Kansas Was the Best Team in the Country… And Then They Weren’t
The Kansas Jayhawks went into their Elite Eight match up with the Oregon Ducks with extremely high hopes. Fresh off of a 32-point beat down of Big 10 champion Purdue. The Jayhawks looked like the favorite to win the title. Fast forward two hours after a 7:39 tip-off, and the Jayhawks are headed home.
What did them in though?
Having Josh Jackson in foul trouble less than three minutes into the game didn’t help the cause, but that’s not the main reason. The fatal blow to the Jayhawks’ season was a combination of two things. They missed a ton of shots for starters, and secondly their defense was nowhere to be found.
Like most teams that play at a fast pace the Jayhawks use defense to create offense. Kansas forced Oregon into 13 turnovers, but didn’t take advantage of those turnovers. Kansas also allowed Oregon to shoot 50 percent from the floor and and 44 percent from three.
It was essentially the exact opposite for the Jayhawks as they shot 35 percent from the floor and 20 percent from three. A culmination of Jordan Bell having his own block party, and Kansas just missing shots they normally make.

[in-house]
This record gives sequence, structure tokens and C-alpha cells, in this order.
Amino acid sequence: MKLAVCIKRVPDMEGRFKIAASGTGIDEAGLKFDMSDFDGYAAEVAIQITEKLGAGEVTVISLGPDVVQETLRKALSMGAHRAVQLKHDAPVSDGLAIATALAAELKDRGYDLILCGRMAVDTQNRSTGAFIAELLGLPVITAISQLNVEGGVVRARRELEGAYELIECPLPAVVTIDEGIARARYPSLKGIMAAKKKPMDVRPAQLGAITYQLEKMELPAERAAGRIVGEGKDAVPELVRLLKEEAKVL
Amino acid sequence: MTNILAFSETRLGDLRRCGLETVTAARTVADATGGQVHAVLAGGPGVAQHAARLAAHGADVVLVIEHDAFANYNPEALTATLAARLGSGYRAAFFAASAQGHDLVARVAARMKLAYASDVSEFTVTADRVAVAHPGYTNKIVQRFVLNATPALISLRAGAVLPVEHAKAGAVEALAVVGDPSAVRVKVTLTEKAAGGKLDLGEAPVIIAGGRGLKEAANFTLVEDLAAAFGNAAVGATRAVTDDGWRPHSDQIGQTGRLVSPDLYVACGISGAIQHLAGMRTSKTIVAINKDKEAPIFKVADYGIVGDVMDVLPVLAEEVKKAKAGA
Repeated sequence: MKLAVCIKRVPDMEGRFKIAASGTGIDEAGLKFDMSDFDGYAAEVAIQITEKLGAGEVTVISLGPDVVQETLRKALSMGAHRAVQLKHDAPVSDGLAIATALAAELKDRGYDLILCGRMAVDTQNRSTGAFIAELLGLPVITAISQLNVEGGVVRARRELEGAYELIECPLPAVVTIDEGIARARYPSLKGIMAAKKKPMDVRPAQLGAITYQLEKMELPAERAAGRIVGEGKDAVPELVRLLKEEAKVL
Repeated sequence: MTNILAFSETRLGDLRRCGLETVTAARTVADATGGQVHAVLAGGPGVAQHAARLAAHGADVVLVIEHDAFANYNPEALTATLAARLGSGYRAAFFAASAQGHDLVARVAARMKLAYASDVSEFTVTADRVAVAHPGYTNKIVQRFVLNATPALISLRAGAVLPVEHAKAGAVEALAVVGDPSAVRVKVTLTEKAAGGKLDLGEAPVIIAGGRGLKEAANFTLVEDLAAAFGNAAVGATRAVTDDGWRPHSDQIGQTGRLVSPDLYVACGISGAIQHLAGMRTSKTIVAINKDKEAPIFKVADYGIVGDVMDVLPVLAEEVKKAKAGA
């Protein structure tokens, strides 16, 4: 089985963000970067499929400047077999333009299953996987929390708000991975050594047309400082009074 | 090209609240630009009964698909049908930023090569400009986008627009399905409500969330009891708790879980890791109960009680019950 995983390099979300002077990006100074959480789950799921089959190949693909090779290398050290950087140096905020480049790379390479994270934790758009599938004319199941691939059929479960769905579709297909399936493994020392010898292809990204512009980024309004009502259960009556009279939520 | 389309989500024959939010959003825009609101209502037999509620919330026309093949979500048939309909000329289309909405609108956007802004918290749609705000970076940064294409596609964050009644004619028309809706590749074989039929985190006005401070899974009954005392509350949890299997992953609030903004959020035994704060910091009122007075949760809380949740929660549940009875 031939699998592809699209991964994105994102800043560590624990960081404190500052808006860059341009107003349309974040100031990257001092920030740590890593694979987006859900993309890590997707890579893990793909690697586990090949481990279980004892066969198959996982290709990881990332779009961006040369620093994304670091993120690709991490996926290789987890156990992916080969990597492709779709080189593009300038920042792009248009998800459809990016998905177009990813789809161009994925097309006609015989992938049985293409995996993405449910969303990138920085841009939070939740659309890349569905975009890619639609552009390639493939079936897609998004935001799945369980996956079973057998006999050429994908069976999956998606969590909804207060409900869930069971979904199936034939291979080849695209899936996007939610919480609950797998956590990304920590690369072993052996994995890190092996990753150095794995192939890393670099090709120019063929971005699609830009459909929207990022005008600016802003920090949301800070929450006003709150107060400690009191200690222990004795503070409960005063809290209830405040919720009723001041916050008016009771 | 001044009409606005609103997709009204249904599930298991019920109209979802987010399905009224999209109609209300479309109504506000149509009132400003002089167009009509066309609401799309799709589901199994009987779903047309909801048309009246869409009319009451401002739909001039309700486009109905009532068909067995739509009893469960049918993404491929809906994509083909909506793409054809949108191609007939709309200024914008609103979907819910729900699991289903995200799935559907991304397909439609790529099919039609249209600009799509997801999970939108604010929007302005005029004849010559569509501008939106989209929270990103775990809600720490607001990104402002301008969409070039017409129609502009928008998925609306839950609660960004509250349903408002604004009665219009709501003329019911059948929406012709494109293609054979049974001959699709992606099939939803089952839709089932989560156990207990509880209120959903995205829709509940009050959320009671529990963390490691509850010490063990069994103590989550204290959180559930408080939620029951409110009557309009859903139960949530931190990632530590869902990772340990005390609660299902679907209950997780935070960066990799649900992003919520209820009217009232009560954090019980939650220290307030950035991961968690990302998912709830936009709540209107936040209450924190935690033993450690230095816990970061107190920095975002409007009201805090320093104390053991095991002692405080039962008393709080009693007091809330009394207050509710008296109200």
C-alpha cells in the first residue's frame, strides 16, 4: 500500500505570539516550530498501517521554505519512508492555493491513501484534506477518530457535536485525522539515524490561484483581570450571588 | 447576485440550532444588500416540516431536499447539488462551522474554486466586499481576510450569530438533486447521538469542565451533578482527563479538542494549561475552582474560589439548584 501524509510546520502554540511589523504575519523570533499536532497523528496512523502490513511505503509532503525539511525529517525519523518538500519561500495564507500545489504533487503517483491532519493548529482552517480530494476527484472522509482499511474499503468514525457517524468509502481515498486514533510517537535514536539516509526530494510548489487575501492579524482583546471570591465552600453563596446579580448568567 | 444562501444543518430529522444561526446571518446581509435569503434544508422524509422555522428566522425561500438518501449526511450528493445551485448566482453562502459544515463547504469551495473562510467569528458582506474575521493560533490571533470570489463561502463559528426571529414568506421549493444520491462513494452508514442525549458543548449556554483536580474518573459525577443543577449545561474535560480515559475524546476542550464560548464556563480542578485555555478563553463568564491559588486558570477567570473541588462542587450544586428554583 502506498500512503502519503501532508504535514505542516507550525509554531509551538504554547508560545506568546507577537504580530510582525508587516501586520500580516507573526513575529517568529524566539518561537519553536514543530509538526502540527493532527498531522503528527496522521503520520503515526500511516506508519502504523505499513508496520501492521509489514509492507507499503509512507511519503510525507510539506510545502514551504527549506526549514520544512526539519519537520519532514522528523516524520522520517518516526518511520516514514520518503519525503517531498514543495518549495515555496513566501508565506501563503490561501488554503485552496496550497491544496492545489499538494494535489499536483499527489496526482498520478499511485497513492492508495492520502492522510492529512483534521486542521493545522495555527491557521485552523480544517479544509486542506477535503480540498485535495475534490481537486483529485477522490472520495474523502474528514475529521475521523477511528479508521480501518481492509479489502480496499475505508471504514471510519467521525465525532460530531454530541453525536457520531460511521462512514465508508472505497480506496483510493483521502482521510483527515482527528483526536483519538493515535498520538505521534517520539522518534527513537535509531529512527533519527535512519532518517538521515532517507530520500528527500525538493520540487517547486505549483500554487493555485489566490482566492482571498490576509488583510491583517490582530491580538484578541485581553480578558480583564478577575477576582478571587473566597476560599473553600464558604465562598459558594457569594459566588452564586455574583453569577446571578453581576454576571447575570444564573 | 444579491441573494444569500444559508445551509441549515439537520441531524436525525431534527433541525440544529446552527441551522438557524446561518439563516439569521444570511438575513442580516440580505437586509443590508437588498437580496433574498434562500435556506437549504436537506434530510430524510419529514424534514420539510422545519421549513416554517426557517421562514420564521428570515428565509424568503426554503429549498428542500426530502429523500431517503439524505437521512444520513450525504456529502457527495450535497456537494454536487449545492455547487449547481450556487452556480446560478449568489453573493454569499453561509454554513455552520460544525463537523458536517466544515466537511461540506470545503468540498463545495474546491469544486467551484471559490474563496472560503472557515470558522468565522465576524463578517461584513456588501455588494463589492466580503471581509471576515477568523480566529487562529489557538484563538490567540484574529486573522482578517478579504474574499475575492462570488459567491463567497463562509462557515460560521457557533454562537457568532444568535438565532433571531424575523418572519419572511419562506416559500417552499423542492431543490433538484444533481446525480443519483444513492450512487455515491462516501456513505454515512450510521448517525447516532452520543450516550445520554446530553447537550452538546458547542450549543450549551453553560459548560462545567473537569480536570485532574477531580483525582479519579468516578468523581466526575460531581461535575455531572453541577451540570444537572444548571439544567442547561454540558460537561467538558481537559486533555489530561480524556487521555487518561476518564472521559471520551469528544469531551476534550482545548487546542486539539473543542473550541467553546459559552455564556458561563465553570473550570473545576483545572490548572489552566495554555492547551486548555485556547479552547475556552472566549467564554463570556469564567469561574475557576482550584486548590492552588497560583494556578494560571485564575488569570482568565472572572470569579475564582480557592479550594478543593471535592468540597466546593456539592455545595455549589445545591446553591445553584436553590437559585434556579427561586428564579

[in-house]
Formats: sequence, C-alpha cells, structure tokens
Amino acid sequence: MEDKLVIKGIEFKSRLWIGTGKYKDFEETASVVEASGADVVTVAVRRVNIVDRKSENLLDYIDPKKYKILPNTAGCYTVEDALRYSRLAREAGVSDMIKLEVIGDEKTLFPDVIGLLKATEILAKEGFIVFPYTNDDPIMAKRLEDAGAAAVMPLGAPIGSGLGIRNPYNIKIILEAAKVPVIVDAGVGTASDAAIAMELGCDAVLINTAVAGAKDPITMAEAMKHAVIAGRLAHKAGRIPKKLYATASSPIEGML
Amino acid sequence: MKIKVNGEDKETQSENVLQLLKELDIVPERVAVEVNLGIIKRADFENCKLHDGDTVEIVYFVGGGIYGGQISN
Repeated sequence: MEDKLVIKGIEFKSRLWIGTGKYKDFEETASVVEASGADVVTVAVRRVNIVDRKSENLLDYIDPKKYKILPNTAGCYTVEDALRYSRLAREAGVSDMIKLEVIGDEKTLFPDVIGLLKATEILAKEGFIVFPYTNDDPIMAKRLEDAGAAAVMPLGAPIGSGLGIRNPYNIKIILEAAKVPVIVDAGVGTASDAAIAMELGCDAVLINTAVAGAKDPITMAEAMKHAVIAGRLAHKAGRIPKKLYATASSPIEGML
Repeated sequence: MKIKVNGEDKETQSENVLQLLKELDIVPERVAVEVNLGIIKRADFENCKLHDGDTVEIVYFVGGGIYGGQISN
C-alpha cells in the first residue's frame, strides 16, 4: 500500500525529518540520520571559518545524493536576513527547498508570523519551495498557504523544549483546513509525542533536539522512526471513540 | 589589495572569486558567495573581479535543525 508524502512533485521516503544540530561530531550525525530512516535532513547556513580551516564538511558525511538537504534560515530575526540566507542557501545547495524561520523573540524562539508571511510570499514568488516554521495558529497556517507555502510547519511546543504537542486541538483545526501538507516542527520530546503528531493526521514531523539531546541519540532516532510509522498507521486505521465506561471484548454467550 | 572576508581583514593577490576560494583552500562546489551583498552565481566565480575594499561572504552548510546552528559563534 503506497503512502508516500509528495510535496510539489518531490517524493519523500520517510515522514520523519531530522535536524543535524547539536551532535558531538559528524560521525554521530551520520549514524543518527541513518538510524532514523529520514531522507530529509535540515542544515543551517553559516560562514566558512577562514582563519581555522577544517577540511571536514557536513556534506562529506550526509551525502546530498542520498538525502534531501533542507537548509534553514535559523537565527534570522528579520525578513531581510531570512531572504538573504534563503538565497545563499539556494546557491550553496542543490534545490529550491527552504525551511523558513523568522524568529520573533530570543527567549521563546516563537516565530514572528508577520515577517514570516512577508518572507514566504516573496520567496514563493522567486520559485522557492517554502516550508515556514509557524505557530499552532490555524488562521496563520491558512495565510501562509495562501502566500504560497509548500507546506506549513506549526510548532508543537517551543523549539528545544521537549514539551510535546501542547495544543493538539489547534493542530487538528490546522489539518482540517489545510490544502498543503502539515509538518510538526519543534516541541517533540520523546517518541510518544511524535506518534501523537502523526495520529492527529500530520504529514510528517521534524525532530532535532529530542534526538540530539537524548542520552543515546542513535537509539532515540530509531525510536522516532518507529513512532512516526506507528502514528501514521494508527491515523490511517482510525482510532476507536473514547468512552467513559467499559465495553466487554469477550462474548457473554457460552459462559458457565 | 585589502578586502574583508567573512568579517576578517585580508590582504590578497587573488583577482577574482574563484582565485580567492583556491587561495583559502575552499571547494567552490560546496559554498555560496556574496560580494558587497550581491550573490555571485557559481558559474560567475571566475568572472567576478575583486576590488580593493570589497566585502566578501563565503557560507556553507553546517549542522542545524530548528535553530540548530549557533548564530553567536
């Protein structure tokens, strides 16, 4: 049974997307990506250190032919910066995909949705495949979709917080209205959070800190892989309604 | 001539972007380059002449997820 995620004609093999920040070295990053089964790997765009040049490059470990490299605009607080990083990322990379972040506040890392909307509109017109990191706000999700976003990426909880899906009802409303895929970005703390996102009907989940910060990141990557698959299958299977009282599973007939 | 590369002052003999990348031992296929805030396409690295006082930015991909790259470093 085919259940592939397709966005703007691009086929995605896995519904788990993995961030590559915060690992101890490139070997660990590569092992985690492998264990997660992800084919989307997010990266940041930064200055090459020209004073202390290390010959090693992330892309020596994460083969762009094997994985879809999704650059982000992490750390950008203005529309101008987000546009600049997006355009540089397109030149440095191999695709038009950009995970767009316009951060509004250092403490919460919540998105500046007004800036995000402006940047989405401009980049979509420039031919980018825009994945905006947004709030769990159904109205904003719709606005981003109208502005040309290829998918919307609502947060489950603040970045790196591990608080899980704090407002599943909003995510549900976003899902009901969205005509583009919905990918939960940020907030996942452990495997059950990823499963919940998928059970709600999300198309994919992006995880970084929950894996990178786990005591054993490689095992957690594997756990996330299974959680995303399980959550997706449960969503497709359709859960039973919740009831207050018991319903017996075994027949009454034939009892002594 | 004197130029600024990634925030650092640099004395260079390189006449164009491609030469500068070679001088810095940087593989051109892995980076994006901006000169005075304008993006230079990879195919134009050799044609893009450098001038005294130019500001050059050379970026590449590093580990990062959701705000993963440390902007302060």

Coming into their Elite Eight match up Kansas had been shooting 50 percent from downtown, and while they made the occasional tough shot. A lot of the shots they were taking were uncontested.
Oregon contested everything, and I don’t know if the Jayhawks were ready for it. Jordan Bell blocking every shot at the rim didn’t help the cause either. Finishing with eight blocks Bell made every shot at the rim seem like an impossible shot.
Oregon outplayed Kansas for 40 minutes and it landed the Ducks in the Final Four. The loss for Kansas really shows how extremely difficult it is to get to a Final Four. As good as the Jayhawks were all season long with the likely National Player of the Year in Frank Mason; all it takes is one bad night, and your season could end just like that.